Killing a Public Debate

Demoex replied in the local newspaper that we did not want to replace the representative democracy. On the contrary, we want to give politicians greater audience and democratic legitimacy. We told that our idea is an open political debate at the internet where the public can participate. The best politicians will then become highly respected by virtue of their expertise and convincing argumentation, we wrote.

It failed because of the existing Nash equilibrium mentioned earlier. The governing parties did not want to cooperate with us. Too bad, because we needed to involve politicians to carry out the experiment. Demoex is a virtual council meeting, waiting for debaters from all parties. The leading parties are keen to have an active dialogue with residents in the municipality – at least they say so. Demoex offer just that! We hoped that the important decisions would become better entrenched among the citizens thereby.


We wrote that a problem with representative democracy is that coalitions tend to eliminate the principle of majority by iterated voting. When a coalition have 60 percent of the mandates, and 60 percent of the coalition stands behind a decision, only a minority – 36 percent – actually supports it. When the liberal-conservative coalition in Vallentuna negotiates it often leads to a minority decision. Leading politicians “bouncing ideas” is not so innocent as it may sound.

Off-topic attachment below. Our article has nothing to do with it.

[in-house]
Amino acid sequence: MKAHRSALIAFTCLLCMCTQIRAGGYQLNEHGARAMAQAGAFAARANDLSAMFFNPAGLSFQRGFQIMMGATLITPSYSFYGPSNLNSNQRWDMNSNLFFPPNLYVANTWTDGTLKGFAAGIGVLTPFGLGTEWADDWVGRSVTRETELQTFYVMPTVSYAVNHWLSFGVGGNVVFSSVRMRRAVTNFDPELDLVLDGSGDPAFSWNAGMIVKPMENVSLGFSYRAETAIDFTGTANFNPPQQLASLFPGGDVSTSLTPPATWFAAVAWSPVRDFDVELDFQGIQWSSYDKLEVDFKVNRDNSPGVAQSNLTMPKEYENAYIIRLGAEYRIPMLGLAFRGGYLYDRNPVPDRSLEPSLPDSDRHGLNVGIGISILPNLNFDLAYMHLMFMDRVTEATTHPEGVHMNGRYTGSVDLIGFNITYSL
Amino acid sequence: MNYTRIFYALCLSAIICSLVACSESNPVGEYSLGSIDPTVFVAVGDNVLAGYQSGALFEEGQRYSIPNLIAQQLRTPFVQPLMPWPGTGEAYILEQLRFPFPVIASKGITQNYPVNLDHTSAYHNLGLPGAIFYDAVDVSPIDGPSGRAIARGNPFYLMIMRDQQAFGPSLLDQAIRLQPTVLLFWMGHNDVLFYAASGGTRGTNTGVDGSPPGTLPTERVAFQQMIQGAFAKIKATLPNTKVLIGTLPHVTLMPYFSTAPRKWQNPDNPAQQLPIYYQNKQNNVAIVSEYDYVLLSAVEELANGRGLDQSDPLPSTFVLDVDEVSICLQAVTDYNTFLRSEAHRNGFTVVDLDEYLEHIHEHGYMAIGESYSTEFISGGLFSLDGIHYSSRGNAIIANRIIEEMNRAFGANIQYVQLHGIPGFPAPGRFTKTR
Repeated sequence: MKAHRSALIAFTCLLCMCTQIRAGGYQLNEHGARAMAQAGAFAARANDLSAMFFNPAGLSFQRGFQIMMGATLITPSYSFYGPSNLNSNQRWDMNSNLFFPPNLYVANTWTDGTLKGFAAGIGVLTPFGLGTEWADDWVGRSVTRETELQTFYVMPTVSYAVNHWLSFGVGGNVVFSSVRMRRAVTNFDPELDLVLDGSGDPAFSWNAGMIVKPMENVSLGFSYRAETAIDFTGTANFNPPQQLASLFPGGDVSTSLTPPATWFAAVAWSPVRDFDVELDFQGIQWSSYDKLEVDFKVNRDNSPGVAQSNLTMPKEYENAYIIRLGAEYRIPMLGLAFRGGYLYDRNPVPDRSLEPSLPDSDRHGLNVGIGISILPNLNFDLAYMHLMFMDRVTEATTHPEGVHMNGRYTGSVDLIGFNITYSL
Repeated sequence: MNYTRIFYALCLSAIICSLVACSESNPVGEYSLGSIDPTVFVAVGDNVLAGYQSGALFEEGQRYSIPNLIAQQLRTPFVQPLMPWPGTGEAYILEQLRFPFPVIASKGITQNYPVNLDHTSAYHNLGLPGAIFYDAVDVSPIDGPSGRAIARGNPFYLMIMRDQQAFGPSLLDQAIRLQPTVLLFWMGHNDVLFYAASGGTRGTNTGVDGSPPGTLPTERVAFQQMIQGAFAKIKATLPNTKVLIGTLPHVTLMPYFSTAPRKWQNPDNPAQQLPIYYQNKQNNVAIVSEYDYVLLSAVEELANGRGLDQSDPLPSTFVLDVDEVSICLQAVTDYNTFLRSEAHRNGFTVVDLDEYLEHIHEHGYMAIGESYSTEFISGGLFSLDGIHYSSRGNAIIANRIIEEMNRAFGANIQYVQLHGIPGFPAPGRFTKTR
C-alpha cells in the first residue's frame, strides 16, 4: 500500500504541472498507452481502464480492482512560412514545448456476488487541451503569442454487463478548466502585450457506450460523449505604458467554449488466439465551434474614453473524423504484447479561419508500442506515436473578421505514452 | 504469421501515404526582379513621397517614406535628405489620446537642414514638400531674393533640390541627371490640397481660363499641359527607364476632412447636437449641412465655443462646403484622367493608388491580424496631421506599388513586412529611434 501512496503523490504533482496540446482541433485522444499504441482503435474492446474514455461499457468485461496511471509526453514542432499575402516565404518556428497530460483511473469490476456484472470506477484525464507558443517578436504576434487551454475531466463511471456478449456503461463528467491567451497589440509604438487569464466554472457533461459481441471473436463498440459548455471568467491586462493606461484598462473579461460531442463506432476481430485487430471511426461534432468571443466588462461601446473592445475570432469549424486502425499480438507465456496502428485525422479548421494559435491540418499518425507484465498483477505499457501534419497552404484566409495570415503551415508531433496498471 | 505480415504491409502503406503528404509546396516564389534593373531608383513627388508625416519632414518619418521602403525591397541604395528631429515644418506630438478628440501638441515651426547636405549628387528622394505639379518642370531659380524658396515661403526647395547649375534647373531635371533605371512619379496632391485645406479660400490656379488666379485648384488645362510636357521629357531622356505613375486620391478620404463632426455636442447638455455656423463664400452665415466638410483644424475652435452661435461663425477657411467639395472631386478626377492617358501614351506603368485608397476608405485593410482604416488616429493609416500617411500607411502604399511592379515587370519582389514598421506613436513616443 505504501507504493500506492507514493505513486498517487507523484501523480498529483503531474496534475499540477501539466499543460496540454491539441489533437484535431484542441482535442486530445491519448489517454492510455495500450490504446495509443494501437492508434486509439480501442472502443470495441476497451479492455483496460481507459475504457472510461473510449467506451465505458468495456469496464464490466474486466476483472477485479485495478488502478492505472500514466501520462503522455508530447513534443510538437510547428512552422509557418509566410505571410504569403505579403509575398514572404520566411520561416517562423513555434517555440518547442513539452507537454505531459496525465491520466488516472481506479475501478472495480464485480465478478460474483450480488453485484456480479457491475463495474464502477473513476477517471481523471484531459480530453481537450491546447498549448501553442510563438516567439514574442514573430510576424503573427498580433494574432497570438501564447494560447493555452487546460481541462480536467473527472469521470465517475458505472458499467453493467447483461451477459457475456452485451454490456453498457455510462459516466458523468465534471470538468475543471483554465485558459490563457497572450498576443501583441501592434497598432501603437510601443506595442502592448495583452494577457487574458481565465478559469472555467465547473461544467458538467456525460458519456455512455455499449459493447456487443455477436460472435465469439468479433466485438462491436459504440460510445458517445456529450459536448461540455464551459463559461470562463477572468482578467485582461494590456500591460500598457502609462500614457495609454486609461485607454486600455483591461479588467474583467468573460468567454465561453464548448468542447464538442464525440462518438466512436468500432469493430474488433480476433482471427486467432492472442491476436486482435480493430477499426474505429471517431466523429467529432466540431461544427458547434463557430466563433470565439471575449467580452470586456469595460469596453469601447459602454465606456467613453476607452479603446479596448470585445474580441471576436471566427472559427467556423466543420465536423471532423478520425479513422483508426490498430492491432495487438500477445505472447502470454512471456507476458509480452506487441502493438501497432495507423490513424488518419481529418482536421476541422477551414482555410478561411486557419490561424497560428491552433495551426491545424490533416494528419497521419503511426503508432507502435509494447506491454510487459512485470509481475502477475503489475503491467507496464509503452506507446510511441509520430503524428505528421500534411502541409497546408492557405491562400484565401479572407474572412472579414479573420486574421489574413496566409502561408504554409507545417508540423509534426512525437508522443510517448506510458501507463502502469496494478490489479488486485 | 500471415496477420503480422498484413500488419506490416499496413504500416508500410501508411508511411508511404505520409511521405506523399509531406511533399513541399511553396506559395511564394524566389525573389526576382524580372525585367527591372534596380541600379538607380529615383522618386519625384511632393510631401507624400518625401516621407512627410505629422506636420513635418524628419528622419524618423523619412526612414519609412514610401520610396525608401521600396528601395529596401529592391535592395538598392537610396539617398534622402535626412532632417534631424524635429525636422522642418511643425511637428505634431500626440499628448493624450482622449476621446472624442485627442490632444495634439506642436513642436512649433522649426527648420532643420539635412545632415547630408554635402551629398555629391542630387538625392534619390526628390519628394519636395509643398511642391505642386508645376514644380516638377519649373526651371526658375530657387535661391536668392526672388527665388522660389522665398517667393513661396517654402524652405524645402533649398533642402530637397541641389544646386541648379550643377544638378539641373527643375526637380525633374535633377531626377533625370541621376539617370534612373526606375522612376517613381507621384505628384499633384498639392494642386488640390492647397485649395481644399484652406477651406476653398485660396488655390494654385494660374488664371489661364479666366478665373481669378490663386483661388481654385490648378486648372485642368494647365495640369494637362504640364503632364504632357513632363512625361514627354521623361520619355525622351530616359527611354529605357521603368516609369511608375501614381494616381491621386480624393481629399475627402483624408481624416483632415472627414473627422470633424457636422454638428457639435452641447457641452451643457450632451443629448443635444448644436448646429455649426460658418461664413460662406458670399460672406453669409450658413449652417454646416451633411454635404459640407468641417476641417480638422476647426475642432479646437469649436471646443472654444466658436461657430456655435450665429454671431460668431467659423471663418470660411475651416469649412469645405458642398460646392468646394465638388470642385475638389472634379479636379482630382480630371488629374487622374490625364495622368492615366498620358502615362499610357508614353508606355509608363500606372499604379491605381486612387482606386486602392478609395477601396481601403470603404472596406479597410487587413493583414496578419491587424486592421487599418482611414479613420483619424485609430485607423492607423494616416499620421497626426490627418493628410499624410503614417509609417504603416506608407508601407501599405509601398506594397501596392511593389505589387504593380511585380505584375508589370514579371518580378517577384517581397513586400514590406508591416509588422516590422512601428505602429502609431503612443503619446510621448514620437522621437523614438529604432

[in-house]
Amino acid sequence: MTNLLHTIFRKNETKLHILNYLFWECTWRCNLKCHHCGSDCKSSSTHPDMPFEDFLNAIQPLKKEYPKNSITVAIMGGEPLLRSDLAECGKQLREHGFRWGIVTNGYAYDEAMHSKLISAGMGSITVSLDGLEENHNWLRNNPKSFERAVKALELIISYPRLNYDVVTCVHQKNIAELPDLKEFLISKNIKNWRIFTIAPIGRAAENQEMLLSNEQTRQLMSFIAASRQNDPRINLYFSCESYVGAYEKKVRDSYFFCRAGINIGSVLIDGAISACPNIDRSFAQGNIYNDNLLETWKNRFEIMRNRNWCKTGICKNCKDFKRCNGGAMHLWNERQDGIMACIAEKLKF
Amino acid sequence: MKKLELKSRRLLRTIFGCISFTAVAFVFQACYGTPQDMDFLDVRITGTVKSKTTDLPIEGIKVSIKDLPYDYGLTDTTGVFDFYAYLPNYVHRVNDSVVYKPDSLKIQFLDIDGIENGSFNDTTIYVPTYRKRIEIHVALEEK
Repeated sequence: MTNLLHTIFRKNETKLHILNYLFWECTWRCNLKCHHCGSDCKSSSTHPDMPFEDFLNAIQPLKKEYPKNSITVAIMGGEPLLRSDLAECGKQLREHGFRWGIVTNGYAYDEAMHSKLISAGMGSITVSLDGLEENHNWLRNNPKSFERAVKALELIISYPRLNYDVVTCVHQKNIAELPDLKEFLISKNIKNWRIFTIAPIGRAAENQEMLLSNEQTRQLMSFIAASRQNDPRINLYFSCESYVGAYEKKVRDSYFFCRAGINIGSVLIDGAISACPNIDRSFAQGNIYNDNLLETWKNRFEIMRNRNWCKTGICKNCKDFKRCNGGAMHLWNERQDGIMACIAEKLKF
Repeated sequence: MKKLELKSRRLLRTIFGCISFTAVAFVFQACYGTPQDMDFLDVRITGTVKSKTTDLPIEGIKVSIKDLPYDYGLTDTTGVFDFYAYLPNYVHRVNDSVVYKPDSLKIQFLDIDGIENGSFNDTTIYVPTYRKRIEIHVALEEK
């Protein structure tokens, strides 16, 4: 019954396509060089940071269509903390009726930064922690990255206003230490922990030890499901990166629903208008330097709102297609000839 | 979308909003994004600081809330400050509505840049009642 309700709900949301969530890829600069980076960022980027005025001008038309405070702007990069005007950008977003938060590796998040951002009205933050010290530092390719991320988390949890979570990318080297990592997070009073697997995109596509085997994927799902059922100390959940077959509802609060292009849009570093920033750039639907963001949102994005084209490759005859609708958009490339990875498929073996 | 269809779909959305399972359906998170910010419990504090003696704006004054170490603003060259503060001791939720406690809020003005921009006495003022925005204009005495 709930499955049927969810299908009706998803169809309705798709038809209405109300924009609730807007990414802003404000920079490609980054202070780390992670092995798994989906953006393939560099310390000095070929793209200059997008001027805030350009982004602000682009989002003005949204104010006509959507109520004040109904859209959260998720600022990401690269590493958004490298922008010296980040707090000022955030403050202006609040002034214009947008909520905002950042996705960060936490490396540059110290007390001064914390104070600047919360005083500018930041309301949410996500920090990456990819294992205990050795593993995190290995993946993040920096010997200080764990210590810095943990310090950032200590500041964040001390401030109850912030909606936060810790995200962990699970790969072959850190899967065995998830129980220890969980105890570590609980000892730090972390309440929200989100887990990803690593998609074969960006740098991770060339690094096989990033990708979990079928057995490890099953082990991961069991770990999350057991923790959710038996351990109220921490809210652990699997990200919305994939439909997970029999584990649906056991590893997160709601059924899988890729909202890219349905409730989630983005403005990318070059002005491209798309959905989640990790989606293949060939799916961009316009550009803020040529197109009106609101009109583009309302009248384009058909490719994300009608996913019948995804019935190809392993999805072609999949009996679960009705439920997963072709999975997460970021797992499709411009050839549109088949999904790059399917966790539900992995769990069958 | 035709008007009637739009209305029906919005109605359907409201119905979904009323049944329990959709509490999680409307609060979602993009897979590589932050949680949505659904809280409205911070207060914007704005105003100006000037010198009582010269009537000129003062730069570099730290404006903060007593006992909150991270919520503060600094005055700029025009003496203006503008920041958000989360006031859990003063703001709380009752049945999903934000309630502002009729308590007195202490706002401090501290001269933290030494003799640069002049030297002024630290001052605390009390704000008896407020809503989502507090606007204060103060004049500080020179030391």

Following our response they remained silent. The leading politicians probably realized that they had nothing to gain from the debate, so they decided to quiet down Demoex instead. They held that democracy works well in Vallentuna. We thought it could work better and we wanted to continue the debate, but they did not answer. We asked why? They did not answer. We were unable to debate alone, so the vital discussion about democracy just died out.


One Response to “Killing a Public Debate”

  1. Repression, Panic and Euphoria « A failure Says:

    […] so that the experiment could not be implemented as intended. The potential was also repressed by imposing silence, both in the City Council, the public debate and in the high school where it […]

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